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Make a budget (and stick to it)

Savvy spenders make a budget and commit to it. When you spend less than you make, you avoid the pitfalls of high interest credit card debt and open the door to saving and investing.

If you’re not sure where to start, there are tools designed to help. Start simple: List your income and expenses, including rent or mortgage, utilities, food, transportation and entertainment. Don’t forget items like tuition, car payments, taxes (if you’re an independent contractor) and insurance. Then, prioritize so that you can take care of the essentials first.

Finally, don’t forget to set aside money each month for unexpected expenses, like car repairs or medical bills.

Kiss Your Credit Card Debt Goodbye

Millions of Americans are struggling to crawl out of debt in the face of record-high interest rates. A personal loan offers lower interest rates and fixed payments, making it a smart choice to consolidate high-interest credit card debt. It helps save money, simplifies payments, and accelerates debt payoff. Credible is a free online service that shows you the best lending options to pay off your credit card debt fast — and save a ton in interest.

Explore better rates

Shop grocery sales and delay gratification

If you love to eat out, you’ve no doubt noticed that prices are going up, up, up — often at a rate surpassing inflation. And guess what? If the bill is bigger, that percentage tip will be as well. If you're not ready to cut out dining out entirely, look for ways to save on this budget item elsewhere.

Those who grew up in tough economic times or in a struggling family will likely have learned the wisdom of buying what’s on sale at the grocery store. You may not want to give up your favorite brand of yogurt. But if an equally good brand is on sale, why not go for it? Multiply this strategy over many food shopping decisions and you’ll notice a difference [at the checkout].

Make a grocery list before you head out; avoid impulse purchases; buy store-brand items.

Plan your meals, too: Dining out frequently is the enemy of every food budget. Take advantage of coupons, or sign up for discount and cash-back programs like Ibotta or Checkout 51.

You may also want to try preparing meals in bulk, so your food is ready ahead of time and you’re less tempted to eat out.

Read more: Want to invest your spare change but don't know where to start? There's an app for that

Automate your savings

Automation makes saving and investing effortless — and it’s the effort that keeps many of us from getting started.

Direct deposit your paycheck into a savings account, or a vanilla money market account that you can tap after a few months. There are also incremental investment apps out there that you can use to round your purchases to the nearest dollar and withdraw that difference from your bank account painlessly.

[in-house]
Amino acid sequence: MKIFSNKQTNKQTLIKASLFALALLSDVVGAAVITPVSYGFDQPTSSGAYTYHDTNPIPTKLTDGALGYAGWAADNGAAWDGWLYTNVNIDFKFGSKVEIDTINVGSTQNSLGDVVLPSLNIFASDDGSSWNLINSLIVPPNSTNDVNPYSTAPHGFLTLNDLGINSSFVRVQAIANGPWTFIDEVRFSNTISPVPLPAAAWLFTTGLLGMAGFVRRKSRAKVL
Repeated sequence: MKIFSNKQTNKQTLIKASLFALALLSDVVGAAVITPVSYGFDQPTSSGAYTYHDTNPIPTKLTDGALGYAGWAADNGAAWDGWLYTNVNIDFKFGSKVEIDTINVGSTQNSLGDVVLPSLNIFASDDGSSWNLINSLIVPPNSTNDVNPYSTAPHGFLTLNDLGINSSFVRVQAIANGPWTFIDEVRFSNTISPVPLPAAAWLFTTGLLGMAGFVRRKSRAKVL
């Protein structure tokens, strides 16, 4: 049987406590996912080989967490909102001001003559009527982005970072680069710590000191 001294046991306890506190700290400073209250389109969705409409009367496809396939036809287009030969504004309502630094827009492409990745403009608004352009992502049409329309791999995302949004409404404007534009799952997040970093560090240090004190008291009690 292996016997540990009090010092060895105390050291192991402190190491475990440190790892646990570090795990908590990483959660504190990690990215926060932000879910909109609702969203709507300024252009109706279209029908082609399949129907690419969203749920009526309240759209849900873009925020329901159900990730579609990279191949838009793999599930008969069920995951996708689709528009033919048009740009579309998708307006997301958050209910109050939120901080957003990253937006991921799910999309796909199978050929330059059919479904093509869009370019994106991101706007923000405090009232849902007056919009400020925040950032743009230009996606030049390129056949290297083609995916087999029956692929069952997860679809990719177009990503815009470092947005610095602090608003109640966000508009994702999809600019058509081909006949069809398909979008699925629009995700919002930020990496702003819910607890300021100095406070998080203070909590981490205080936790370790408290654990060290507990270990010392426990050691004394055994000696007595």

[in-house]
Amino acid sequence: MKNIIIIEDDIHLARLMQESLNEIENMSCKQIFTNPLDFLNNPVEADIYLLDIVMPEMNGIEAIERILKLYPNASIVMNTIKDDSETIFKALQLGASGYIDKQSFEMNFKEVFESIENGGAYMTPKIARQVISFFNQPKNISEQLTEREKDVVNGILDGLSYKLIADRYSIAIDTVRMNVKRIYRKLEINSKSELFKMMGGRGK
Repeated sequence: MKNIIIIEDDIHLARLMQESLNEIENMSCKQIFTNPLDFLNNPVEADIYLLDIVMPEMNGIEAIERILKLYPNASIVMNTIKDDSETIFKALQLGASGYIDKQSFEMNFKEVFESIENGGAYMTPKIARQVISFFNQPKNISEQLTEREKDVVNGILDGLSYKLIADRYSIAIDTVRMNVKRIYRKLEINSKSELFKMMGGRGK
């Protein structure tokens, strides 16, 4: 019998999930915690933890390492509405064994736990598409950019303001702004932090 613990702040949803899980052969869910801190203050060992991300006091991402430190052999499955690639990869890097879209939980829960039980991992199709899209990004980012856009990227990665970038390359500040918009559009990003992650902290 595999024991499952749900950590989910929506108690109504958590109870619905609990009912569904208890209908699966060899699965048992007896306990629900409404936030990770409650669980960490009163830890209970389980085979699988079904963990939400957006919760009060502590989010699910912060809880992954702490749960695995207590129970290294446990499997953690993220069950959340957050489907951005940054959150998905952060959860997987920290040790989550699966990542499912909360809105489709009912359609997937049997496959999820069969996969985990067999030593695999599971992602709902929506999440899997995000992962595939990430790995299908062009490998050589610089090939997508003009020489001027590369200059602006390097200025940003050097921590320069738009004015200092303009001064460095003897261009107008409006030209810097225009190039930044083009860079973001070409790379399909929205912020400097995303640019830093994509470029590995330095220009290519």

Discover the power of FreeCash – your ticket to easy money

Dive into a world of rewards at FreeCash where earning cash is as simple as a click. No gimmicks, just real cash for your time. Join the community of earners today and watch your wallet grow effortlessly.

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Putting it all together: Stretch but don’t strain

By following these tips, you'll discover how a stretched paycheck makes your money go farther. But don’t forget to strike a balance between saving money and enjoying life. If you're too strict with your budget, you may find yourself feeling deprived and unhappy.

So have fun and treat yourself every now and then.

Or to quote that 1970s McDonald’s jingle, “You deserve a break today.”

What to read next


This 2 Minute Move Could Knock $500/Year off Your Car Insurance in 2024

Saving money on car insurance with BestMoney is a simple way to reduce your expenses. You’ll often get the same, or even better, insurance for less than what you’re paying right now.

There’s no reason not to at least try this free service. Check out BestMoney today, and take a turn in the right direction.

Chris Clark Freelance Contributor

Chris Clark is freelance contributor with MoneyWise, based in Kansas City, Mo. He has written for numerous publications and spent 18 years as a reporter and editor with The Associated Press.


The content provided on Moneywise is information to help users become financially literate. It is neither tax nor legal advice, is not intended to be relied upon as a forecast, research or investment advice, and is not a recommendation, offer or solicitation to buy or sell any securities or to adopt any investment strategy. Tax, investment and all other decisions should be made, as appropriate, only with guidance from a qualified professional. We make no representation or warranty of any kind, either express or implied, with respect to the data provided, the timeliness thereof, the results to be obtained by the use thereof or any other matter.